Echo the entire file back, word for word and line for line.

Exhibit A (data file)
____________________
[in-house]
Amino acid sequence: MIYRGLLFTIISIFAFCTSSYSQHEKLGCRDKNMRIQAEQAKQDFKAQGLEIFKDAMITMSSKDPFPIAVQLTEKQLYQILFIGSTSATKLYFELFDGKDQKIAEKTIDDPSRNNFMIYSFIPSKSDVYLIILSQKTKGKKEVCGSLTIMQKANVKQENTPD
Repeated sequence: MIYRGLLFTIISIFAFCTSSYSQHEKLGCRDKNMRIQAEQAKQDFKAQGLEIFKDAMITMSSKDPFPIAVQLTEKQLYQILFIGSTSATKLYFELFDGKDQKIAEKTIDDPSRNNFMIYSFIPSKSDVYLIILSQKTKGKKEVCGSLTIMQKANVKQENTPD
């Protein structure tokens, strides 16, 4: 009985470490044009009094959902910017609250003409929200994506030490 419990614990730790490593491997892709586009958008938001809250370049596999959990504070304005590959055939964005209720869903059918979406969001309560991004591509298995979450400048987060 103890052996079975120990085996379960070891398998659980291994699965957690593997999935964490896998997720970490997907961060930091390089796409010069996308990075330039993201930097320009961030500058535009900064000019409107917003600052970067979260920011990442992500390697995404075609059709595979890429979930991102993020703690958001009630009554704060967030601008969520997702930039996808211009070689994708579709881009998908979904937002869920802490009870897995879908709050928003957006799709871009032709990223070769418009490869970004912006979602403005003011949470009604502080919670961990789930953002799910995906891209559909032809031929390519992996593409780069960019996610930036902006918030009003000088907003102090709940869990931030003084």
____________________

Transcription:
[in-house]
Amino acid sequence: MIYRGLLFTIISIFAFCTSSYSQHEKLGCRDKNMRIQAEQAKQDFKAQGLEIFKDAMITMSSKDPFPIAVQLTEKQLYQILFIGSTSATKLYFELFDGKDQKIAEKTIDDPSRNNFMIYSFIPSKSDVYLIILSQKTKGKKEVCGSLTIMQKANVKQENTPD
Repeated sequence: MIYRGLLFTIISIFAFCTSSYSQHEKLGCRDKNMRIQAEQAKQDFKAQGLEIFKDAMITMSSKDPFPIAVQLTEKQLYQILFIGSTSATKLYFELFDGKDQKIAEKTIDDPSRNNFMIYSFIPSKSDVYLIILSQKTKGKKEVCGSLTIMQKANVKQENTPD
């Protein structure tokens, strides 16, 4: 009985470490044009009094959902910017609250003409929200994506030490 419990614990730790490593491997892709586009958008938001809250370049596999959990504070304005590959055939964005209720869903059918979406969001309560991004591509298995979450400048987060 103890052996079975120990085996379960070891398998659980291994699965957690593997999935964490896998997720970490997907961060930091390089796409010069996308990075330039993201930097320009961030500058535009900064000019409107917003600052970067979260920011990442992500390697995404075609059709595979890429979930991102993020703690958001009630009554704060967030601008969520997702930039996808211009070689994708579709881009998908979904937002869920802490009870897995879908709050928003957006799709871009032709990223070769418009490869970004912006979602403005003011949470009604502080919670961990789930953002799910995906891209559909032809031929390519992996593409780069960019996610930036902006918030009003000088907003102090709940869990931030003084």